My favorite type of gift exchange is the white elephant. Here, the idea is to give something absurd and watch as people swap to get something equally absurd that actually appeals to them. If you ever want to see a group of people laughing until their shoulders shake, a white elephant party is the place. The memories that come from a white elephant party will last longer than the memories of yet another sweater or bath set. As an example, I went to one of these parties at work, and someone wrapped up another employee's framed family portrait from his desk. He had quite a time swapping to get that picture back, and nobody laughed harder than he did. We still talk about it years later.
I tried and failed to get my family to adopt the white elephant theme. I'll try again, eventually. What I did get everyone to agree to was a dollar limit on our gift exchange. The kids would have a normal holiday, with the normally extravagant gift-giving. The adults would put our names in a hat, then be matched up anonymously by one of the kids. We would each buy a special gift (or gifts) not to exceed the predetermined price cap. Everyone in the family makes a wish list with multiple items, so there's no real way to know what you're getting. The anonymity means you also don't know who is buying your gift. This worked out well. Everyone started out with ideas of what to buy, everyone got something truly useful or exciting, and the focus stayed on the kids, where we all wanted it.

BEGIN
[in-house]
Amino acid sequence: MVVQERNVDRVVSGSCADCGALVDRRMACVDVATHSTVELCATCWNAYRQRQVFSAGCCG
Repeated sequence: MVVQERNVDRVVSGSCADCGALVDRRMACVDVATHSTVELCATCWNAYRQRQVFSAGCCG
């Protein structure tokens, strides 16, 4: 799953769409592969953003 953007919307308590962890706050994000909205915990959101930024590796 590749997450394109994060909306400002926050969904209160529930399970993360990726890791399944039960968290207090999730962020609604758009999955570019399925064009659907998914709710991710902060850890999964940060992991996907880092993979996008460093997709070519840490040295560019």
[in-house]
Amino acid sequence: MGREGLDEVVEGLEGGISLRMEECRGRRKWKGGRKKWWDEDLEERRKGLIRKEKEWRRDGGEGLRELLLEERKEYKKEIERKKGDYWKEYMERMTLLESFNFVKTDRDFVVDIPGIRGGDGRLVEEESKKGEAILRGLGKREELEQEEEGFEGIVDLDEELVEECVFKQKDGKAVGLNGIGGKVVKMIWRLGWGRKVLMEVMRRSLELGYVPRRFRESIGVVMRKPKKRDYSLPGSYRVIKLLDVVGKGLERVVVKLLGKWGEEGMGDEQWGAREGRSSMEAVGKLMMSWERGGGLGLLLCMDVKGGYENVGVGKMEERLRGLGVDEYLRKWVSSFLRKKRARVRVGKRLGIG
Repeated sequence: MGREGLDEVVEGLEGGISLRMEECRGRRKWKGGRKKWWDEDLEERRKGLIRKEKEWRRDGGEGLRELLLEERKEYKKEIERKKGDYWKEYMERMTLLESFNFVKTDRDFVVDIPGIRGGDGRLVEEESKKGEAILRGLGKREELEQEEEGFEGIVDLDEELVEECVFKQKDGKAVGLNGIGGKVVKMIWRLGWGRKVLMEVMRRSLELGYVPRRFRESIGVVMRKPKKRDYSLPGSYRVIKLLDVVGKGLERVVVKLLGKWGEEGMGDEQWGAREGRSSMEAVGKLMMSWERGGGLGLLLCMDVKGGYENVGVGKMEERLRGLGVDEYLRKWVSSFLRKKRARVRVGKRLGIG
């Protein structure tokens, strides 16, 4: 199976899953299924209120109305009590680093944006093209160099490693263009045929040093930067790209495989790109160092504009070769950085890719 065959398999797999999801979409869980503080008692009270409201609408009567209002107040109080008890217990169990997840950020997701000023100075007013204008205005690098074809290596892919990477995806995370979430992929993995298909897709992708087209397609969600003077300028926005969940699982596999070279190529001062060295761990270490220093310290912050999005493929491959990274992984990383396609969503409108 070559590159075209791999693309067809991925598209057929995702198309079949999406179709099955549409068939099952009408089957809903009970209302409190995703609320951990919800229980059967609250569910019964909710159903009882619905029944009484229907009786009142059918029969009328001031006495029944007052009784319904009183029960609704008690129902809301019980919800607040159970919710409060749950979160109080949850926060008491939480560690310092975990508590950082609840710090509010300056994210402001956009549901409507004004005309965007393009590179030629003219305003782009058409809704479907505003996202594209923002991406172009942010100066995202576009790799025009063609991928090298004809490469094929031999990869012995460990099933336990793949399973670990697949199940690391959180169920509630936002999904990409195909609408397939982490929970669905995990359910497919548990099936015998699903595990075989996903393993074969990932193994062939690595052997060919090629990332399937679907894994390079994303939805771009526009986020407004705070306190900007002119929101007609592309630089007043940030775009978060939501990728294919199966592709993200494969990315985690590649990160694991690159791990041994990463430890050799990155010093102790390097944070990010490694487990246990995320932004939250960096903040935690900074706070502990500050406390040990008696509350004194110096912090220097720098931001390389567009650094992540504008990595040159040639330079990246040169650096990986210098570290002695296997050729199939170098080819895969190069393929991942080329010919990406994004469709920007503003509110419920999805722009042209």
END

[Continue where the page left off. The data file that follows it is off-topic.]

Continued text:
How do you bring it up? Go to the family member who seems most likely to buy in to your idea. Say, "What do you think of just drawing names this year?" Suggest a family activity that you know will generate real enthusiasm. If there are young kids in the family, it should be child-oriented. One year, for instance, we went downtown to look at the big tree and the animated department store window displays. We've also played a lot of holiday-themed games that work over Skype, including copying a drawing while blindfolded and gift-wrapping an empty box using only one hand. These activities make for fantastic photos, they're free, and the kids have a blast. It's been a big improvement on the over-stimulated shrieks and wails of an over-gifted, overheated, over-sugared, over-tired toddler who just wants to play with the bows and ribbons anyway.